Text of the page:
People of Detroit:
Father François Dollier de Casson
François Dollier de Casson was born in 1620. In early adulthood, he was a cavalry officer. In September, 1666, Dollier came to Canada where he aided in a battle against the Mohawks. Sometime later, Dollier gave up the military in order to pursue preisthood. He became a Sulpitian priest of the Diocese of Nantes, Brittany.
At some point after 1666 and before 1668, Dollier served as chaplain at Fort Ste. Anne near Lake Champlain. In the winter of 1668-69, he lived with the Nipissing where he was told of large numbers of Natives living around Lake Superior. Determined to find these people, Dollier went to Montreal in the following summer to organize a journey to the Lake Superior area.
In Montreal, Dollier met Father René Brehant de Galinée, who joined him in his quest to find the Lake Superior Natives. The men were encouraged to join La Salle who was headed in the same direction. The men set sail on July 6, 1669. Along the way, on September 24, 1669, they met Louis Joliet, who was also on his way to Lake Superior to search for copper mines. La Salle had taken ill and was forced to give up his mission, so the missionares joined Joliet's team. In March of 1670, after wintering in what is now Norfolk County, Ontario, the two priests continued on through Lake Erie to the Detroit River and north to lake St. Clair. I do not know whether or not Joliet was still with them at this point, or if/when they arrived in the Lake Superior area.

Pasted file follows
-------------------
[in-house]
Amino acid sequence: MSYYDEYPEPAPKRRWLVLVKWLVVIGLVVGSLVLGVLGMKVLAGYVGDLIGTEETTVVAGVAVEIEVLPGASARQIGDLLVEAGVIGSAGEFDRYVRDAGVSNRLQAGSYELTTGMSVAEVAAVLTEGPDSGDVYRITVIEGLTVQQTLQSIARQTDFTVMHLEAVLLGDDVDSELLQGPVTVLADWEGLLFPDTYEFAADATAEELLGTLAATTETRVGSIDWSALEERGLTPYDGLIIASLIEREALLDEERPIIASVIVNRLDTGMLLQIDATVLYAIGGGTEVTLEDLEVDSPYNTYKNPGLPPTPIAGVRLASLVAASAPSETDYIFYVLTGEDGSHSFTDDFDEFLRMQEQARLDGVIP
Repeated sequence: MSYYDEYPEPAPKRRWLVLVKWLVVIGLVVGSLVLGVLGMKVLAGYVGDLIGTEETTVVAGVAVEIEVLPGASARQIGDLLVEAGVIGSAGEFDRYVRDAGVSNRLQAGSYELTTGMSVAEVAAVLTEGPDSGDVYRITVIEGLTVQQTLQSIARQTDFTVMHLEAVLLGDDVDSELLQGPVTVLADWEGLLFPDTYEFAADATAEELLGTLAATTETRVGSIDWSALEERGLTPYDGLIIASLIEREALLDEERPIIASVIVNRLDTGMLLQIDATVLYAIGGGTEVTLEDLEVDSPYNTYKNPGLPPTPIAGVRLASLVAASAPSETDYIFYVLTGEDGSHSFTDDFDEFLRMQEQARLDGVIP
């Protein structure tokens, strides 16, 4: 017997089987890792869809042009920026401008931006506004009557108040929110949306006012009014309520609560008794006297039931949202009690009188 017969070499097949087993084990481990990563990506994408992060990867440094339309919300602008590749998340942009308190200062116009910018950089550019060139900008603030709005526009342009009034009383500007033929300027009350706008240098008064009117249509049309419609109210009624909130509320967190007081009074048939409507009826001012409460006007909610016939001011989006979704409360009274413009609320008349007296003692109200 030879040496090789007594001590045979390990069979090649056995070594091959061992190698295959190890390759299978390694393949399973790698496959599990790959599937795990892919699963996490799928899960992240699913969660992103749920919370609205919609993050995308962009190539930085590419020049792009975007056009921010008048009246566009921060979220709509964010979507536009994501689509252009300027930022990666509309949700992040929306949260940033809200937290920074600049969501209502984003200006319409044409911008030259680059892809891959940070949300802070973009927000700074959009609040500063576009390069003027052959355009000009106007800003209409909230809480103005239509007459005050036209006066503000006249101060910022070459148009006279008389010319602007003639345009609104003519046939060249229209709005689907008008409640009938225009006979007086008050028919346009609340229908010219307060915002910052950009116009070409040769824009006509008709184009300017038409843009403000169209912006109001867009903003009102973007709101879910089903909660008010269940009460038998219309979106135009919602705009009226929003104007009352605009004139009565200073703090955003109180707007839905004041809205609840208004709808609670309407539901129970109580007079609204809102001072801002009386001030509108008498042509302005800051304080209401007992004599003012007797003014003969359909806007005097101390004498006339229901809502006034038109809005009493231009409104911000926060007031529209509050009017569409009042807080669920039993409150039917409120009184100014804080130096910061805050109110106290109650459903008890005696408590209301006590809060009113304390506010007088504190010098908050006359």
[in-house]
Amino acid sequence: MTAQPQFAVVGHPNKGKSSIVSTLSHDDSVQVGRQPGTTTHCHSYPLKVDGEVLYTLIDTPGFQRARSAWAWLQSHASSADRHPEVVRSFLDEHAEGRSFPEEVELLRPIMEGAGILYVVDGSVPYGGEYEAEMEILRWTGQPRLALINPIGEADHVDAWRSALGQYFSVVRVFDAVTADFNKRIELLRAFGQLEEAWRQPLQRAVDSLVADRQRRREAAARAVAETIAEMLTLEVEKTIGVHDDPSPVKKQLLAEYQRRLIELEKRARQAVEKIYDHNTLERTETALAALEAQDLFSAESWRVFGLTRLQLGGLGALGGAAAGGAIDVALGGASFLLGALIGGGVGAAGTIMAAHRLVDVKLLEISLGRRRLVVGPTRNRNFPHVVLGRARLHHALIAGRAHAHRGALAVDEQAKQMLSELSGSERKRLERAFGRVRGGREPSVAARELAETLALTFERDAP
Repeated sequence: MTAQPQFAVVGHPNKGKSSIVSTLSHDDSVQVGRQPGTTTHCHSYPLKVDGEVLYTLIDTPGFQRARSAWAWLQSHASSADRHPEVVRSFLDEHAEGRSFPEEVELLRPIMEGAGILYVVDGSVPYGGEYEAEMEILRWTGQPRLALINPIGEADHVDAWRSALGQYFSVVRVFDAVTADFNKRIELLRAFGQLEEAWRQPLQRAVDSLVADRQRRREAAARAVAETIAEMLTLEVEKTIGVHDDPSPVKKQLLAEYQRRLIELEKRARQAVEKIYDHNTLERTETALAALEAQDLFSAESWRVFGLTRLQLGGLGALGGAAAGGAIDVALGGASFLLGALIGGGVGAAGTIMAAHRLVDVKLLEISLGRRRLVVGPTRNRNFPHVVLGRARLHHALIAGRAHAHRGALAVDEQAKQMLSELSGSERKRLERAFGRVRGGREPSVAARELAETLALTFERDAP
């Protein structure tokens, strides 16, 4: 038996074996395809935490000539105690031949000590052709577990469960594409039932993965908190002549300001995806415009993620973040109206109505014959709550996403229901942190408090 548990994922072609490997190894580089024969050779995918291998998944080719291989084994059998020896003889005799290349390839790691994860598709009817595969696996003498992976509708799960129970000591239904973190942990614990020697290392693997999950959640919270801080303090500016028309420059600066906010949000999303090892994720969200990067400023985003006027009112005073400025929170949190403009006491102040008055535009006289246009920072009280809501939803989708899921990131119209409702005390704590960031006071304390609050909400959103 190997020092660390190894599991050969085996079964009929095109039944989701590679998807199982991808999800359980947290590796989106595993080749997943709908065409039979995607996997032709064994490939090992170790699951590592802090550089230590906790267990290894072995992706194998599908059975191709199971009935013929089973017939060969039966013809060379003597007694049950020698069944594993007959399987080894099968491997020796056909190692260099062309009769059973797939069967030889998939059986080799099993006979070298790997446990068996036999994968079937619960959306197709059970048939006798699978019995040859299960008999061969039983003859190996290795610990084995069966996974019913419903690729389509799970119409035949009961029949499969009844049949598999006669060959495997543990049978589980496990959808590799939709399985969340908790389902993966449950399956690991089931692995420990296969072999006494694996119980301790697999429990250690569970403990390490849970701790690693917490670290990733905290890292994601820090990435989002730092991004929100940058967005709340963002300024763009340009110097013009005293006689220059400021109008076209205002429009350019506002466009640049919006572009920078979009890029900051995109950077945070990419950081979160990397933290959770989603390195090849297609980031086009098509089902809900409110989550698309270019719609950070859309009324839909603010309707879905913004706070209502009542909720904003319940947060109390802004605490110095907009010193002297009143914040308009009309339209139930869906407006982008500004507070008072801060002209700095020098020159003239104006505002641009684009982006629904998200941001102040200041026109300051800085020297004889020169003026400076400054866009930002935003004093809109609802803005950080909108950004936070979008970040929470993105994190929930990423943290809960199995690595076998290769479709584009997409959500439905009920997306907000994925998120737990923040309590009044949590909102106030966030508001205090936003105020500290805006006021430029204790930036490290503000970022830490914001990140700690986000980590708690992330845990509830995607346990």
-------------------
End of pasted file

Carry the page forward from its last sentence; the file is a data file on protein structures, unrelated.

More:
In passing through the Detroit area, somewhere near the mouth of the River Rouge, the priests found a rock formation carved into sculpture by Native Americans. Believing it to be an idol and thus a sacrilege, the priests used their hatchets to destroy it.
Father Dollier is still being researched, please check back for updates.